On November 25, 2014, five U.S. Senators wrote to the FAA Administrator, asking a series of questions about FAA action relative to UAS. In order to save time for the FAA, so they don’t have to divert resources to answering your questions, Plane-ly Spoken will answer them. The reason we can do this is because all of the answers are already a matter of public record.
For starters, we note that your letter seems to have been written by a group of people who haven’t been paying attention to what’s going on and are more interested in issuing press releases than they are about helping the FAA achieve the goal of safely integrating UAS into our nation’s airspace. Now, on to the Questions.
Question 1 – ” an update on the FAA”s timeline for releasing draft regulations for the commercial use of UAS”
Answer – The FAA has already sent their draft NPRM for small UAS to OIRA for review and can’t publish it until that review is completed. Plane-ly Spoken suggests you direct your inquiry to OIRA. If you don’t know what OIRA stands for or what the process is, have a staffer check it out.
Question 2 – “a response to the concerns that the application process for COAs and Section 333 exemptions are lengthy and arduous”
Answer – The process is neither lengthy, nor arduous. The timeline the FAA is currently working against is 120 days from filing to decision. Part of the problem is that a lot of the petitions look like they were drafted by twelve years olds, requiring follow-up inquires by the FAA UAS Integration Office.
The UAS Practice Group at MLA (the publisher of Plane-ly Spoken) has prepared or filed almost a dozen exemption petitions and has certainly never found the process to be anything other than straightforward.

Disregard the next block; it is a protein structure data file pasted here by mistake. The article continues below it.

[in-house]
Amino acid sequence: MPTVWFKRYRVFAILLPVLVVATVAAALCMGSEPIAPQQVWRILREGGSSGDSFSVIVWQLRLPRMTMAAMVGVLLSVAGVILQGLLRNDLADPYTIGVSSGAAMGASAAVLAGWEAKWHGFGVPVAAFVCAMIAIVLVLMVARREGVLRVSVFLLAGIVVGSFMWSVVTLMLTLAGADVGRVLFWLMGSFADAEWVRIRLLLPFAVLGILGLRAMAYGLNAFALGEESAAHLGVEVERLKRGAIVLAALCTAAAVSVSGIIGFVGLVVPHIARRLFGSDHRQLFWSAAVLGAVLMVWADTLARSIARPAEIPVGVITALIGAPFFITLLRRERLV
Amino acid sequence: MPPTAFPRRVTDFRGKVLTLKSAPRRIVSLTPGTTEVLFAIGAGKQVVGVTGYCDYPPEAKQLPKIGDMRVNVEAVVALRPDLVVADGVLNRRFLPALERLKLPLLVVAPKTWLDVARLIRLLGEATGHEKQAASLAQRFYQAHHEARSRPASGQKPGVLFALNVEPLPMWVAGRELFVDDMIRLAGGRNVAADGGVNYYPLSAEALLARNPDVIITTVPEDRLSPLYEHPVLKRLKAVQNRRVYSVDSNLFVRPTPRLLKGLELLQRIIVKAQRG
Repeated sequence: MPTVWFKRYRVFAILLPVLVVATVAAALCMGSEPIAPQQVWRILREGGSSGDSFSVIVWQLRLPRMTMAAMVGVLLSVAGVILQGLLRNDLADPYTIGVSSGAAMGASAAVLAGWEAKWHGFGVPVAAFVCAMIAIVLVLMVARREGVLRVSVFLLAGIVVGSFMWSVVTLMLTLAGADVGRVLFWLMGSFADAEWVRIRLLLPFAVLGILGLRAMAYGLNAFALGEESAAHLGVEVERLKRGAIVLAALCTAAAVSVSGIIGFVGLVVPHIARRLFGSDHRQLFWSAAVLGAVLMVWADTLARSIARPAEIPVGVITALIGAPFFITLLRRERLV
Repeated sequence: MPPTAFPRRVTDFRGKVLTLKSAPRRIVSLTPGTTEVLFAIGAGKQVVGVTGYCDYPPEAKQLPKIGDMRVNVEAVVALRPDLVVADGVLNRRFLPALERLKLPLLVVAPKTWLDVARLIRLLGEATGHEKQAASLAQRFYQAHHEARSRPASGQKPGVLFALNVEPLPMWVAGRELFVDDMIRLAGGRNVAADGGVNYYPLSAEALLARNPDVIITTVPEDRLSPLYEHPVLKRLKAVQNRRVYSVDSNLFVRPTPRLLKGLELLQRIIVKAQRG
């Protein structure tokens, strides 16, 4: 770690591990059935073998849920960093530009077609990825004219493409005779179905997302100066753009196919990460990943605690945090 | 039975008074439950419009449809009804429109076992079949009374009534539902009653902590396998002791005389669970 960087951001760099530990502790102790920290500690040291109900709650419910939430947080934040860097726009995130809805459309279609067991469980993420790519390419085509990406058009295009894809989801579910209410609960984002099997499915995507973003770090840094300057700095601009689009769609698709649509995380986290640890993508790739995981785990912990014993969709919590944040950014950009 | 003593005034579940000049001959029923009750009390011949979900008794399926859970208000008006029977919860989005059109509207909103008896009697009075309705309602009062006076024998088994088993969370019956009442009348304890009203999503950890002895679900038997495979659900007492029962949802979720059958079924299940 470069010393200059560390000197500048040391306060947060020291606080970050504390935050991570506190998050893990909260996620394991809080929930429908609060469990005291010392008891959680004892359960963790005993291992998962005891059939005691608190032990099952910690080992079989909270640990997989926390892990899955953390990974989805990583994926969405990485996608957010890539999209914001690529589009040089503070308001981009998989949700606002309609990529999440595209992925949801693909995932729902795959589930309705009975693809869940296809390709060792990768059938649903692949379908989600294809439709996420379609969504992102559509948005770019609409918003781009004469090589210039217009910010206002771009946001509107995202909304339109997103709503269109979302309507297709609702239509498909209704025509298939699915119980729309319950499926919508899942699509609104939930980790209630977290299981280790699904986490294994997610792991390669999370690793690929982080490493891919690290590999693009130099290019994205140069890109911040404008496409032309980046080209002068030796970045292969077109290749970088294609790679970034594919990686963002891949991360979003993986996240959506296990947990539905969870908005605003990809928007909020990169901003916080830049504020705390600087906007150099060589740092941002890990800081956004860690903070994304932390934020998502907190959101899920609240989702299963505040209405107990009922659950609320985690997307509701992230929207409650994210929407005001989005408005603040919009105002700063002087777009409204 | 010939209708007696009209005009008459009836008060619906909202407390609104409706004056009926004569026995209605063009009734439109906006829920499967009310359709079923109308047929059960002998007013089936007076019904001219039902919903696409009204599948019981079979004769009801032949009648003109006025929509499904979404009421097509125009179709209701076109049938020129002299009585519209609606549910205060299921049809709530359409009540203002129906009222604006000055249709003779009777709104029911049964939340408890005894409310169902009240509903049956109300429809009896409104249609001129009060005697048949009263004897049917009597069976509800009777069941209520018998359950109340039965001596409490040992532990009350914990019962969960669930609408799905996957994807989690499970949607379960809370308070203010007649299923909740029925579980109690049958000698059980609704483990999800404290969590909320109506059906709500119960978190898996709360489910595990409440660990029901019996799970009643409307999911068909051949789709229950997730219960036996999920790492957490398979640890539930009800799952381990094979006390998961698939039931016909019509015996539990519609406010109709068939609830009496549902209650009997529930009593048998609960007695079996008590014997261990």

Question 3 – “your plan for handling further applications to ensure expediency going forward”
Answer – The problem with the question is that it assumes the process is lengthy and arduous, which it’s not. We agree that the fact that it’s not an overnight approval process can be frustrating. But, look Senators, virtually every day we read about a near midair collision between an aircraft and a UAS. We understand that the lobbyists and the clients they represent who got you to sign onto this letter want action now. But I think we can all agree that the action we don’t want is an accident investigation.
We suggest everyone slow down, take a deep breath and let the FAA do its thing.
Question 4 – “what steps you will take to make it easier for the test sites to work with private industry on commercial applications for UAS and encourage the test sites full potential”
Answer – C’mon guys! You know the answer to this one. You never gave the FAA or the test sites any funding for the test site operation. So do what you do best . . . . spend a little money and fund the test sites. Without money, the test sites will never live up to their potential.
You need not thank us for this quick response.